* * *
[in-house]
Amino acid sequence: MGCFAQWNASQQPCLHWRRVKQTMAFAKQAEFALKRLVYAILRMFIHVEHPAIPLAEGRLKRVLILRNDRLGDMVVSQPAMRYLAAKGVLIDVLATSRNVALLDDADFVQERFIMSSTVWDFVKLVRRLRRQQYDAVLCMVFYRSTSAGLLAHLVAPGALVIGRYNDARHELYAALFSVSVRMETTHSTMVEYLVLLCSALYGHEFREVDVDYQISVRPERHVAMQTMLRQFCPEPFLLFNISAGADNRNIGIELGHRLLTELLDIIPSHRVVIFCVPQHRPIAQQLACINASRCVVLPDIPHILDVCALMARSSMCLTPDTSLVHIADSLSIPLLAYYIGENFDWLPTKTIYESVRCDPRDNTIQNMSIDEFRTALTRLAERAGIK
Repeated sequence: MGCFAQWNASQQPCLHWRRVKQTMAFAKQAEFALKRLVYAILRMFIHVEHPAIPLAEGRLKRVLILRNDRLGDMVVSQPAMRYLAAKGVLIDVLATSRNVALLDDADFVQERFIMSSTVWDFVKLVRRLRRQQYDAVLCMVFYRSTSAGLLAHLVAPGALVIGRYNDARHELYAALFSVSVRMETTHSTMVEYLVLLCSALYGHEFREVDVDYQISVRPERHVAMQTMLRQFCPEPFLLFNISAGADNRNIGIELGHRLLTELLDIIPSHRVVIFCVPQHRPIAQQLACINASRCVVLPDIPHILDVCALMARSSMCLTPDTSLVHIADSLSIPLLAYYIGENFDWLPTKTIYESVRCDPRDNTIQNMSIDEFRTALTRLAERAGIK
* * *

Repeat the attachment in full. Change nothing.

[in-house]
Amino acid sequence: MGCFAQWNASQQPCLHWRRVKQTMAFAKQAEFALKRLVYAILRMFIHVEHPAIPLAEGRLKRVLILRNDRLGDMVVSQPAMRYLAAKGVLIDVLATSRNVALLDDADFVQERFIMSSTVWDFVKLVRRLRRQQYDAVLCMVFYRSTSAGLLAHLVAPGALVIGRYNDARHELYAALFSVSVRMETTHSTMVEYLVLLCSALYGHEFREVDVDYQISVRPERHVAMQTMLRQFCPEPFLLFNISAGADNRNIGIELGHRLLTELLDIIPSHRVVIFCVPQHRPIAQQLACINASRCVVLPDIPHILDVCALMARSSMCLTPDTSLVHIADSLSIPLLAYYIGENFDWLPTKTIYESVRCDPRDNTIQNMSIDEFRTALTRLAERAGIK
Repeated sequence: MGCFAQWNASQQPCLHWRRVKQTMAFAKQAEFALKRLVYAILRMFIHVEHPAIPLAEGRLKRVLILRNDRLGDMVVSQPAMRYLAAKGVLIDVLATSRNVALLDDADFVQERFIMSSTVWDFVKLVRRLRRQQYDAVLCMVFYRSTSAGLLAHLVAPGALVIGRYNDARHELYAALFSVSVRMETTHSTMVEYLVLLCSALYGHEFREVDVDYQISVRPERHVAMQTMLRQFCPEPFLLFNISAGADNRNIGIELGHRLLTELLDIIPSHRVVIFCVPQHRPIAQQLACINASRCVVLPDIPHILDVCALMARSSMCLTPDTSLVHIADSLSIPLLAYYIGENFDWLPTKTIYESVRCDPRDNTIQNMSIDEFRTALTRLAERAGIK